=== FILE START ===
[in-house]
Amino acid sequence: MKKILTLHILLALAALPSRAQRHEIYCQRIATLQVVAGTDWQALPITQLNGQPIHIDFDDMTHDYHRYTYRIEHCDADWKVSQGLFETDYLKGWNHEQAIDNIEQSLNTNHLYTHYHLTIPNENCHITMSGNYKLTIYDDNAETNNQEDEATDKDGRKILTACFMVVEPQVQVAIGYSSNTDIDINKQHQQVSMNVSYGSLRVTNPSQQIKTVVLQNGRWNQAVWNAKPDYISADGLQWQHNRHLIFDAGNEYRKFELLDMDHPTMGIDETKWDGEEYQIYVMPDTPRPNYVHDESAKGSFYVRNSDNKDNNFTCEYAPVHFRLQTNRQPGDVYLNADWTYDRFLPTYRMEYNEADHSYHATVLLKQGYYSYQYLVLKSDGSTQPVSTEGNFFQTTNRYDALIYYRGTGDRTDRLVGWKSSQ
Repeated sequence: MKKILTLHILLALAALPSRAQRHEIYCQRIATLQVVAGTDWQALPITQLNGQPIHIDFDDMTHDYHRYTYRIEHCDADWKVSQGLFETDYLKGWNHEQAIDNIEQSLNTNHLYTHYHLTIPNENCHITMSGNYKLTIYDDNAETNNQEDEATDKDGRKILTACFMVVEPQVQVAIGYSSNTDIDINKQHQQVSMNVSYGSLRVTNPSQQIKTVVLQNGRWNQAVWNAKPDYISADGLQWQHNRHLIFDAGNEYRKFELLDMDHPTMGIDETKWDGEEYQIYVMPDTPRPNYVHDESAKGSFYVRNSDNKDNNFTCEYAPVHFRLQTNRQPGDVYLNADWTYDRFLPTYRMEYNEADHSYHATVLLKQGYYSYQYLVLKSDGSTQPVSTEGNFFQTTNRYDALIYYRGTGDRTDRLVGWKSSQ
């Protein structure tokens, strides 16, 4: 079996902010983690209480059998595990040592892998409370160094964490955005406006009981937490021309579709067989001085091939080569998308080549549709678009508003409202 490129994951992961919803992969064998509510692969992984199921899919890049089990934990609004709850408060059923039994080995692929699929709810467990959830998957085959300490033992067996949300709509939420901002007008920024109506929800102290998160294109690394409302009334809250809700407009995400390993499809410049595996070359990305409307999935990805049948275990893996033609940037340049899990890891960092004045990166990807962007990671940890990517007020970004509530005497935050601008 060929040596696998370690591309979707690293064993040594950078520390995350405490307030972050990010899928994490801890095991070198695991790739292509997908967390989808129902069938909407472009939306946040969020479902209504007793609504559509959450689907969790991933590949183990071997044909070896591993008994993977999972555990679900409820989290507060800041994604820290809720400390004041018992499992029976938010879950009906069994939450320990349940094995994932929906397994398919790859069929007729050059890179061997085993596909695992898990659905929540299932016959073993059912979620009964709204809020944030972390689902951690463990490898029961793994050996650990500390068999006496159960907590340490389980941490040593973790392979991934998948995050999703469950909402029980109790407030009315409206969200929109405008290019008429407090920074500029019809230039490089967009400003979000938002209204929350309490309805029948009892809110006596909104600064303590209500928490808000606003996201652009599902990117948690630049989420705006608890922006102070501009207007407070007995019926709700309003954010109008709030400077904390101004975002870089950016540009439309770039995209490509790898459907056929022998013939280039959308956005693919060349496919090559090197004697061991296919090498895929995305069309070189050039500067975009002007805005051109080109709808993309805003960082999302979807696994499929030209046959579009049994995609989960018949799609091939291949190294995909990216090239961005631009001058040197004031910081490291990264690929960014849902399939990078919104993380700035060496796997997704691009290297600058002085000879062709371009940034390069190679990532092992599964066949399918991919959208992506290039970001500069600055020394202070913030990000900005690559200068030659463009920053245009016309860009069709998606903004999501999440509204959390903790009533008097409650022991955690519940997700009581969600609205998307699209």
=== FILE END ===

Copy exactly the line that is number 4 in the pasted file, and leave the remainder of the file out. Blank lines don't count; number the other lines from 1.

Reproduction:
């Protein structure tokens, strides 16, 4: 079996902010983690209480059998595990040592892998409370160094964490955005406006009981937490021309579709067989001085091939080569998308080549549709678009508003409202 490129994951992961919803992969064998509510692969992984199921899919890049089990934990609004709850408060059923039994080995692929699929709810467990959830998957085959300490033992067996949300709509939420901002007008920024109506929800102290998160294109690394409302009334809250809700407009995400390993499809410049595996070359990305409307999935990805049948275990893996033609940037340049899990890891960092004045990166990807962007990671940890990517007020970004509530005497935050601008 060929040596696998370690591309979707690293064993040594950078520390995350405490307030972050990010899928994490801890095991070198695991790739292509997908967390989808129902069938909407472009939306946040969020479902209504007793609504559509959450689907969790991933590949183990071997044909070896591993008994993977999972555990679900409820989290507060800041994604820290809720400390004041018992499992029976938010879950009906069994939450320990349940094995994932929906397994398919790859069929007729050059890179061997085993596909695992898990659905929540299932016959073993059912979620009964709204809020944030972390689902951690463990490898029961793994050996650990500390068999006496159960907590340490389980941490040593973790392979991934998948995050999703469950909402029980109790407030009315409206969200929109405008290019008429407090920074500029019809230039490089967009400003979000938002209204929350309490309805029948009892809110006596909104600064303590209500928490808000606003996201652009599902990117948690630049989420705006608890922006102070501009207007407070007995019926709700309003954010109008709030400077904390101004975002870089950016540009439309770039995209490509790898459907056929022998013939280039959308956005693919060349496919090559090197004697061991296919090498895929995305069309070189050039500067975009002007805005051109080109709808993309805003960082999302979807696994499929030209046959579009049994995609989960018949799609091939291949190294995909990216090239961005631009001058040197004031910081490291990264690929960014849902399939990078919104993380700035060496796997997704691009290297600058002085000879062709371009940034390069190679990532092992599964066949399918991919959208992506290039970001500069600055020394202070913030990000900005690559200068030659463009920053245009016309860009069709998606903004999501999440509204959390903790009533008097409650022991955690519940997700009581969600609205998307699209």